I always allow student teachers and observers in my classroom. Generally, my experiences are positive or unremarkable. But I remember one in particular who really surprised me. This occurred in an English immersion class at a public university.
I was discussing the lesson on the phone with the teacher, whom I'll call Joseph. We'd been practicing using present progressive (She's washing her hair.) in everyday conversation. I told Joseph, as part of his lesson, to bring in some pictures, and ask the students to describe what was happening.
Joseph followed my instructions. He prefaced his talk by saying "These are very old pictures," then proceeded to show the class pictures of Jesus (He's healing the sick....)and others (They're kneeling before Jesus...).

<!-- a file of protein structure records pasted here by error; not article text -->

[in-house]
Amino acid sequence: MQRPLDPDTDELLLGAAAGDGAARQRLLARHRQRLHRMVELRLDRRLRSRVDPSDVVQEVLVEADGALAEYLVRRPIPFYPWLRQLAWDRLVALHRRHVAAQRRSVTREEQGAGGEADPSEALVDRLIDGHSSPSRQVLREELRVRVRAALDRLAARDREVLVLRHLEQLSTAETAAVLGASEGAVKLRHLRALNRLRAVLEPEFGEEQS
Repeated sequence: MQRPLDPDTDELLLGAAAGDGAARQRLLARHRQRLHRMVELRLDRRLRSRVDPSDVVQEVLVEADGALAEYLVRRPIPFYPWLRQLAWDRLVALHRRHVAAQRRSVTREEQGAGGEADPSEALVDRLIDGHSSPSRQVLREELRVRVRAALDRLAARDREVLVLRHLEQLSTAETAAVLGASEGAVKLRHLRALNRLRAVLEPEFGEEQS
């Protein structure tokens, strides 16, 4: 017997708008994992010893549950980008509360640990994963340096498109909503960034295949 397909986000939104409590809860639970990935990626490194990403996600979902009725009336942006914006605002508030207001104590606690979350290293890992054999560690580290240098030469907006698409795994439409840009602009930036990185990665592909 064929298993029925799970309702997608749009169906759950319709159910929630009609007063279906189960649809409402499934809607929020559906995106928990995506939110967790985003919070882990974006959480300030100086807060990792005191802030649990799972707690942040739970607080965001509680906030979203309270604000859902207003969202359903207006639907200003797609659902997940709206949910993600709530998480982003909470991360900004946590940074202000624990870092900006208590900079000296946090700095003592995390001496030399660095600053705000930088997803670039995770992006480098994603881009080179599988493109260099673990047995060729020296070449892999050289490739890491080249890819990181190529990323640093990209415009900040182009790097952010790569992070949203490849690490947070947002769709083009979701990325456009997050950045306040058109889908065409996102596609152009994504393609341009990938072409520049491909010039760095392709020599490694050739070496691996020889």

I could not decide quickly enough how to deal with it--I felt if I'd stopped him, my class, 100% Christian, might determine I had something against Jesus.
When I told Joseph that he had no business bringing religion into my classroom, he suggested that my heathen ways were impeding his mission. I told him his mission would probably not be helped by his failing the course, which I assured him I'd recommend if the episode were repeated.
He seemed to understand that a little better. While my students found Joseph largely tedious, he did not do any further proselytizing in my classroom. He did stand outside the building before class distributing religious literature, though.
Last I heard, Joseph was planning to travel to a Muslim country with his wife and two daughters to convert the infidels. -originally posted March 4, 2006
Stories herein containing unnamed or invented characters are works of fiction. Names, characters, businesses, places, events and incidents are either the products of the author’s imagination or used in a fictitious manner. Any resemblance to actual persons, living or dead, or actual events is purely coincidental.